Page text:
WASHINGTON – The U.S. Congress is again preparing to tackle one of the thorniest social issues in contemporary America — what to do about the thousands of illegal aliens attempting to cross U.S. borders every year as well as the millions who are already here.
"It is affecting every member of Congress in their district back home, it is a top-tier concern," said Rep. John Shadegg (search), R-Ariz.
Shadegg said the issue is gaining so much attention from the public that border security trumped White House marketing of Social Security reform.
"We were at home aggressively doing town halls on Social Security and people were saying 'Hey, wait a minute, what about illegal immigration?'" Shadegg said.
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An estimated 700,000 illegals entered America last year; the national total is nearly 11 million.
California and Texas lead the pack of states, with nearly 4 million illegal aliens combined. Florida follows with 850,000, New York with 650,000 and Arizona has 500,000. Illinois, New Jersey and North Carolina all top 300,000 while another 3.1 million are scattered among the other 42 states.
"The big shift this year is that something has to be done. In the past, immigration has been one of those issues that politicians would just as soon stay away from," said Frank Sharry, executive director of the National Immigration Forum.
That is no longer the case on Capitol Hill, where lawmakers are boosting border patrol funding and drafting bills to penalize businesses that hire illegals.
"If we aggressively go after the employer — the people who are creating the demand side of the equation — I assure you that in vast numbers people who are currently here illegally will return to their country of origin because they won't have a job," said Rep. Tom Tancredo, R-Colo.
Politically, the White House is now playing catch-up. President Bush's plan to legalize millions of alien workers, giving them guest worker status, has fallen flat on Capitol Hill. A comment in March in which the president described the Minutemen, a group of volunteer civilian border monitors, as "vigilantes" only made matters worse.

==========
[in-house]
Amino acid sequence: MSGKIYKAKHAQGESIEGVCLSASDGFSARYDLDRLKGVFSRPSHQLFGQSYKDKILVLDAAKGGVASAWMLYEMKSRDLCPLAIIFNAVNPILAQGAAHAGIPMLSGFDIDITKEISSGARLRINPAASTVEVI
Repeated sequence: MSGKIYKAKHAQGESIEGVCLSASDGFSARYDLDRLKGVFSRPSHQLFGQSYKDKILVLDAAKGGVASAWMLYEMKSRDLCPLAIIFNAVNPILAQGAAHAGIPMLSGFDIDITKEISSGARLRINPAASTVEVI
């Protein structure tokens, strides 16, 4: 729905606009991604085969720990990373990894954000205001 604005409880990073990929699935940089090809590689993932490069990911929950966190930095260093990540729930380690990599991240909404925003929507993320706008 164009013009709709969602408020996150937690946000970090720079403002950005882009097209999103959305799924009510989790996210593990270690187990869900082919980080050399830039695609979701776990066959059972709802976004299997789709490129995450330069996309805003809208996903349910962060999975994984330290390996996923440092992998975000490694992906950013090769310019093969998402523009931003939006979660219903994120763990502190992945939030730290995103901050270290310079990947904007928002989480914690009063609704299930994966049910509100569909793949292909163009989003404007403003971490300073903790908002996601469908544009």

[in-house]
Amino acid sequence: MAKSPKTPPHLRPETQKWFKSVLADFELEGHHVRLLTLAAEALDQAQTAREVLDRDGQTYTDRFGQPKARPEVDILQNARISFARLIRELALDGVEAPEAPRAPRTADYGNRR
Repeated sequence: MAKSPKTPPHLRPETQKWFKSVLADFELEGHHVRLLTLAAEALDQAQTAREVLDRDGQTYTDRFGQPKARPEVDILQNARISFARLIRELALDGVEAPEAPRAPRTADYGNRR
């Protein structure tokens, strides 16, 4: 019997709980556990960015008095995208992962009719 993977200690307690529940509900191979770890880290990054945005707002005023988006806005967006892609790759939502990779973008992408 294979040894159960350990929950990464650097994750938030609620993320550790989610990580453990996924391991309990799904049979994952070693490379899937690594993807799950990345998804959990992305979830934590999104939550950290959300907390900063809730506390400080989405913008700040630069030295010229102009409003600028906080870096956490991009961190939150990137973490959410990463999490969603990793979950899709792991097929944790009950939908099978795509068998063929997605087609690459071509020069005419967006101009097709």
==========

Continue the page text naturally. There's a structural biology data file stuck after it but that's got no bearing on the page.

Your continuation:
Days after the president's remark, more than 700 Minutemen (search) helped authorities dramatically reduce the number of illegal crossings on the Arizona-Mexico border. Some Republicans still recoil at the president's use of the term.
"I think on that one he missed the mark," Shadegg said.
Senior Bush advisers are crafting a new immigration proposal — one with more emphasis on border control and less on legalizing illegal workers.
But that hasn't been easy. Nearly 7 million illegals hold down jobs in the United States, half in the construction and service sectors.
"You can say, 'Gee whiz, I wish they wouldn't come' or 'I wish they weren't here,' but the reality of our labor market is we need these workers for the new jobs that are being created in the service sector because we're sending our kids to college not to be busboys or housekeepers," Sharry said.
On top of that, almost no one favors mass deportations of employed illegal aliens
"Rounding them up and shipping them back is not a possibility. Granting them blanket authority and rewarding them for having come illegally is not a possibility," Shadegg said.
Congress will tighten border security, but two other issues remain — how to create verifiable documents that employers can use to separate legal from illegal workers, and how to grant legal status to millions of illegals with jobs, families and U.S. connections without granting blanket amnesty. Many lawmakers say they want aliens to go home before winning legal status in the United States.